preProcessingMillis 
Integer 
Milliseconds for preprocessing the graph. 
computeMillis 
Integer 
Milliseconds for running the algorithm. 
postProcessingMillis 
Integer 
Milliseconds for computing the statistics. 
mutateMillis 
Integer 
Milliseconds for adding properties to the projected graph. 
nodePropertiesWritten 
Integer 
Number of properties added to the projected graph. 
configuration 
Map 
Configuration used for running the algorithm. 
CALL gds.degree.write(
graphName: String,
configuration: Map
) YIELD
centralityDistribution: Map,
preProcessingMillis: Integer,
computeMillis: Integer,
postProcessingMillis: Integer,
writeMillis: Integer,
nodePropertiesWritten: Integer,
configuration: Map
Name  Type  Default  Optional  Description 

graphName 
String 

no 
The name of a graph stored in the catalog. 
configuration 
Map 

yes 
Configuration for algorithmspecifics and/or graph filtering. 
Name  Type  Default  Optional  Description 

List of String 

yes 
Filter the named graph using the given node labels. Nodes with any of the given labels will be included. 

List of String 

yes 
Filter the named graph using the given relationship types. Relationships with any of the given types will be included. 

Integer 

yes 
The number of concurrent threads used for running the algorithm. 

String 

yes 
An ID that can be provided to more easily track the algorithm’s progress. 

Boolean 

yes 
If disabled the progress percentage will not be logged. 

Integer 

yes 
The number of concurrent threads used for writing the result to Neo4j. 

String 

no 
The node property in the Neo4j database to which the degree centrality is written. 

orientation 
String 

yes 
The orientation used to compute node degrees. Supported orientations are 
String 

yes 
Name of the relationship property to use for weighted degree computation. If unspecified, the algorithm runs unweighted.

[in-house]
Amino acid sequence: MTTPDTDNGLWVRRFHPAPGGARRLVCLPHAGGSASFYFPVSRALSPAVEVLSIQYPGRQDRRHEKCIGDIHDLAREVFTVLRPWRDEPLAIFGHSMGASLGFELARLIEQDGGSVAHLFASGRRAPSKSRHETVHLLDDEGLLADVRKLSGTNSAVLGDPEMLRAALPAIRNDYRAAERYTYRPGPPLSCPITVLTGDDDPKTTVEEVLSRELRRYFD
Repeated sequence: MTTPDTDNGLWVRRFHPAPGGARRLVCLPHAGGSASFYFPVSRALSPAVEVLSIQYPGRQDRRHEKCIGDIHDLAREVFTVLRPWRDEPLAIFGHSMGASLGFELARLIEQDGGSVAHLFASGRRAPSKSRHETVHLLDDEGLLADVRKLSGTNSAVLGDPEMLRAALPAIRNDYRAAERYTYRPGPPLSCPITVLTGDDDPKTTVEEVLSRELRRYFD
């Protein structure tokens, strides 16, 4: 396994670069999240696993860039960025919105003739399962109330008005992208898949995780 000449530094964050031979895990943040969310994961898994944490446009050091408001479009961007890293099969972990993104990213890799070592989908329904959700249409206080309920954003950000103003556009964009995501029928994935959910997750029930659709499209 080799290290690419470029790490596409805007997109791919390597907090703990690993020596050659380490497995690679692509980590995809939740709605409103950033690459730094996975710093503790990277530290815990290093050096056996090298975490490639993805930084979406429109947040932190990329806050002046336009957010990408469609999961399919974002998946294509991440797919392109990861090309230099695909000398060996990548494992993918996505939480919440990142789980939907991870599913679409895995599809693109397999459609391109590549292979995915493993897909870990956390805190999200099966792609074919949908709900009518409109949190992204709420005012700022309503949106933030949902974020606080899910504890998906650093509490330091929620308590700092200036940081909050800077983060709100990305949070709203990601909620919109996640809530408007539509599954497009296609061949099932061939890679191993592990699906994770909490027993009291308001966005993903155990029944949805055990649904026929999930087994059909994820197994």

Name  Type  Description 

centralityDistribution 
Map 
Map containing min, max, mean as well as p50, p75, p90, p95, p99 and p999 percentile values of centrality values. 
preProcessingMillis 
Integer 
Milliseconds for preprocessing the graph. 
computeMillis 
Integer 
Milliseconds for running the algorithm. 
postProcessingMillis 
Integer 
Milliseconds for computing the statistics. 
writeMillis 
Integer 
Milliseconds for writing result data back. 
nodePropertiesWritten 
Integer 
Number of properties written to Neo4j. 
configuration 
Map 
The configuration used for running the algorithm. 
Examples
All the examples below should be run in an empty database. The examples use native projections as the norm, although Cypher projections can be used as well. 
In this section we will show examples of running the Degree Centrality algorithm on a concrete graph. The intention is to illustrate what the results look like and to provide a guide in how to make use of the algorithm in a real setting. We will do this on a small social network graph of a handful nodes connected in a particular pattern. The example graph looks like this:
CREATE
(alice:User {name: 'Alice'}),
(bridget:User {name: 'Bridget'}),
(charles:User {name: 'Charles'}),
(doug:User {name: 'Doug'}),
(mark:User {name: 'Mark'}),
(michael:User {name: 'Michael'}),
(alice)[:FOLLOWS {score: 1}]>(doug),
(alice)[:FOLLOWS {score: 2}]>(bridget),
(alice)[:FOLLOWS {score: 5}]>(charles),
(mark)[:FOLLOWS {score: 1.5}]>(doug),
(mark)[:FOLLOWS {score: 4.5}]>(michael),
(bridget)[:FOLLOWS {score: 1.5}]>(doug),
(charles)[:FOLLOWS {score: 2}]>(doug),
(michael)[:FOLLOWS {score: 1.5}]>(doug)
With the graph in Neo4j we can now project it into the graph catalog to prepare it for algorithm execution.
We do this using a native projection targeting the User